IIRC, F1’s most recent boring period was when Ferrari and Schumacher were dominating, with fuel stops… So, how does matey’s theory work there? Only MS and Ferrari fans enjoyed that, and I know plenty who eventually got bored of such domination.

F1 *is* boring at times. Well, it is boring if you also believe a football match score of 0-0 is also intrinsically boring. F1 can be boring because it is not a spec series and the people who make and drive the cars are so damned good at it.

These new rules will make F1 for exciting for those with a WWE mentality. Flappy wings or and push to pass ideas are horribly artificial. They should have no place in F1. F1 is about, or should be about the fastest car and the fastest man with that car, and yes, it will often be boring. That’s kind of the whole point of F1. If that’s not what people want, then watch NASCAR, IRL, etc. Watch a driver orientated spec series. NOT F1.

Ultimately, the question to fans is this: Why should the fastest car with the fastest driver not be on pole and then drive off in to the sunset? Why should a slower car and driver be artificially bunny hopped past a faster car and driver? If a team builds the best car, then it wins. That, ladies and gentlemen, is F1.

If Mr Fast Package messes up and gets behind a slower car and cant over take, like Alonso behind Petrov, then that’s part of it too. Funny how Petrov keeping Alonso at bay is a problem when Senna keeping Mansel at bay in Monaco is somehow “genius” driving, and exciting. Hmm, limited memory or double standards?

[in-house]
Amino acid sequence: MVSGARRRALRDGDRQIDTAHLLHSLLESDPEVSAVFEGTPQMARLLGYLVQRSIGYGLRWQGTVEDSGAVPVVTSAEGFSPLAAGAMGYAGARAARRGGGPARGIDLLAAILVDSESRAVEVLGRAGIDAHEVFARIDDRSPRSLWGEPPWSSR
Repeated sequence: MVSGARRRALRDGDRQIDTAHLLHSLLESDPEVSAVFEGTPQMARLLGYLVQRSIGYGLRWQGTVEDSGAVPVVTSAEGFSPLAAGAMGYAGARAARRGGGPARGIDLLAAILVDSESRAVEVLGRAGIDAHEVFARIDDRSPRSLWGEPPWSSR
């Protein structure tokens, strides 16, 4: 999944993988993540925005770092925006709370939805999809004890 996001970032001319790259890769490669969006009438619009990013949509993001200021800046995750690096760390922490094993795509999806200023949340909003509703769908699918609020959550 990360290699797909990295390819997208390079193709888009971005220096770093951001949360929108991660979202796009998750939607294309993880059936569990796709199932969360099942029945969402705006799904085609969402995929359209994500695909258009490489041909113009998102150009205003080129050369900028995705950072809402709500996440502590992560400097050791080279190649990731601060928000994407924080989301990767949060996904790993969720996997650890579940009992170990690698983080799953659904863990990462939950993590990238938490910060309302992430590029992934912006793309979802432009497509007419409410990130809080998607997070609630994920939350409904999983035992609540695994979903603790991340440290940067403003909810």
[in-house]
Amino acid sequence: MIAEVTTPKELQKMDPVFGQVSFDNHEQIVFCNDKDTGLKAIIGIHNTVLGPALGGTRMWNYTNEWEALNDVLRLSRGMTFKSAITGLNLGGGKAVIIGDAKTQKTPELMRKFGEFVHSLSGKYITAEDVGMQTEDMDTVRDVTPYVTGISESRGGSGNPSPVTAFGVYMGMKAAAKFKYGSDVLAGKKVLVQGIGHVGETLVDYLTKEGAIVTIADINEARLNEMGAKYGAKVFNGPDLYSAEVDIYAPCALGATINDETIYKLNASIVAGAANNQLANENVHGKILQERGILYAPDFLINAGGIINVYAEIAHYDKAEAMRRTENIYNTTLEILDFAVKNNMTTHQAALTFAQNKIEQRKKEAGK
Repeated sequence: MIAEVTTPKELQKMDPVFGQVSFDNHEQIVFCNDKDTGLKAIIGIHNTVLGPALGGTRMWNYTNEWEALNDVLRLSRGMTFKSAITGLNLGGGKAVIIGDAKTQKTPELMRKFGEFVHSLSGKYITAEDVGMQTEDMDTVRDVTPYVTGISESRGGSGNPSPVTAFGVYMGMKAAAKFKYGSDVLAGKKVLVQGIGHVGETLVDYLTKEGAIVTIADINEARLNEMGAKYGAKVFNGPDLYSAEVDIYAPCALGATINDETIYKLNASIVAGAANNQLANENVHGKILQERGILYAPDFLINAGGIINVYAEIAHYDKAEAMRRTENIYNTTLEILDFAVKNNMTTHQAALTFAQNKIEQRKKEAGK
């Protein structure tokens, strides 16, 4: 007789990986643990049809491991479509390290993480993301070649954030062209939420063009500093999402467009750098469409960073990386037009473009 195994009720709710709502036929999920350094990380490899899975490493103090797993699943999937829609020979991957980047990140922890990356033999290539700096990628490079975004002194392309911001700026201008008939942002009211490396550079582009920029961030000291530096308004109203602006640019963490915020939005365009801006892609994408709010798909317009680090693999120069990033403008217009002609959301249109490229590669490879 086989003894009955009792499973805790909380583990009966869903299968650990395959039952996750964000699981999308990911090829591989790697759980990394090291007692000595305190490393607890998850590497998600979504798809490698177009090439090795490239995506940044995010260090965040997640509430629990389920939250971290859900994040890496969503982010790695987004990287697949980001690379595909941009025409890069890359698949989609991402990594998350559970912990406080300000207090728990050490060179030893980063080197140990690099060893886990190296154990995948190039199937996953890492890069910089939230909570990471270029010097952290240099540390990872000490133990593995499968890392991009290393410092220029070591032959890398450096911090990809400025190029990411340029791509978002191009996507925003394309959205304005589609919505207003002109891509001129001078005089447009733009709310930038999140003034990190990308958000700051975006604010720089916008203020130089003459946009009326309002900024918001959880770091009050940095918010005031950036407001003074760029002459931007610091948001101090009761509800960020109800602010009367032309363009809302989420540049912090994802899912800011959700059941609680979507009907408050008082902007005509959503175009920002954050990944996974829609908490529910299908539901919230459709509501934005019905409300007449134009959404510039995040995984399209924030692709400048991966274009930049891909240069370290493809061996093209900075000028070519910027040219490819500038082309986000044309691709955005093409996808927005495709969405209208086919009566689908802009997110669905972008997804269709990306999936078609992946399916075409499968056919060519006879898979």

I’ve been reading this blog since it started, so obviously I value the articles and the community who reply, but I am surprised, no shocked, that both JA and his readers have fallen for such a misunderstanding of the sport. I am dismayed that the sport it’s self is falling in to the trap of the quick fix and is knee-jerking in to artificiality.

Please don’t accept an X-Factor / WWE type F1, which is what we are heading too. Please accept a 0-0 draw!!!!!

13

The conclusion is good, but the article is somehow one-sided. Everything is blamed on the lack of refueling. But that is not a valid argument.

Tires, aerodynamics and circuits are also factors.

Look at 2009 – was it more exciting with refuleing? The answer is NO.

Before the season some people ciriticized the ban of refueling while others said that it will be good. There is other people who during the season said that ban of refueling did not make things more interesting but that going back to refueling will not change things dramaticaly. I tend to agree with this last opinion.